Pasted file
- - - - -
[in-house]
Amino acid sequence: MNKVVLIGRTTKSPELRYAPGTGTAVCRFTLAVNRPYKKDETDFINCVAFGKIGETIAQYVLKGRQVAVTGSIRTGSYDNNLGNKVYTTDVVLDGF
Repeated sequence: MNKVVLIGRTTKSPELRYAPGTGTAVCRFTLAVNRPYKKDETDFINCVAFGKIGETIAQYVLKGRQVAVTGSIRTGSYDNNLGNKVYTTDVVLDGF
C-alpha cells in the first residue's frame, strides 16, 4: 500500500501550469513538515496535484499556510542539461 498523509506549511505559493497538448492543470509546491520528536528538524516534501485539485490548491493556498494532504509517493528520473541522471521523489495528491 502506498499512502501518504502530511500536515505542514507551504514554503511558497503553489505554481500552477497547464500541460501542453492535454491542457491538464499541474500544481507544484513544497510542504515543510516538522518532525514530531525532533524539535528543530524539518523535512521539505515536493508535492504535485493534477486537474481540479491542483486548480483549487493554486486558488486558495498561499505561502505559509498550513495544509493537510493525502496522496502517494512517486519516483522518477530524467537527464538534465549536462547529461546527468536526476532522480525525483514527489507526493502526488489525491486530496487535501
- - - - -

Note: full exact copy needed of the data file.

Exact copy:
[in-house]
Amino acid sequence: MNKVVLIGRTTKSPELRYAPGTGTAVCRFTLAVNRPYKKDETDFINCVAFGKIGETIAQYVLKGRQVAVTGSIRTGSYDNNLGNKVYTTDVVLDGF
Repeated sequence: MNKVVLIGRTTKSPELRYAPGTGTAVCRFTLAVNRPYKKDETDFINCVAFGKIGETIAQYVLKGRQVAVTGSIRTGSYDNNLGNKVYTTDVVLDGF
C-alpha cells in the first residue's frame, strides 16, 4: 500500500501550469513538515496535484499556510542539461 498523509506549511505559493497538448492543470509546491520528536528538524516534501485539485490548491493556498494532504509517493528520473541522471521523489495528491 502506498499512502501518504502530511500536515505542514507551504514554503511558497503553489505554481500552477497547464500541460501542453492535454491542457491538464499541474500544481507544484513544497510542504515543510516538522518532525514530531525532533524539535528543530524539518523535512521539505515536493508535492504535485493534477486537474481540479491542483486548480483549487493554486486558488486558495498561499505561502505559509498550513495544509493537510493525502496522496502517494512517486519516483522518477530524467537527464538534465549536462547529461546527468536526476532522480525525483514527489507526493502526488489525491486530496487535501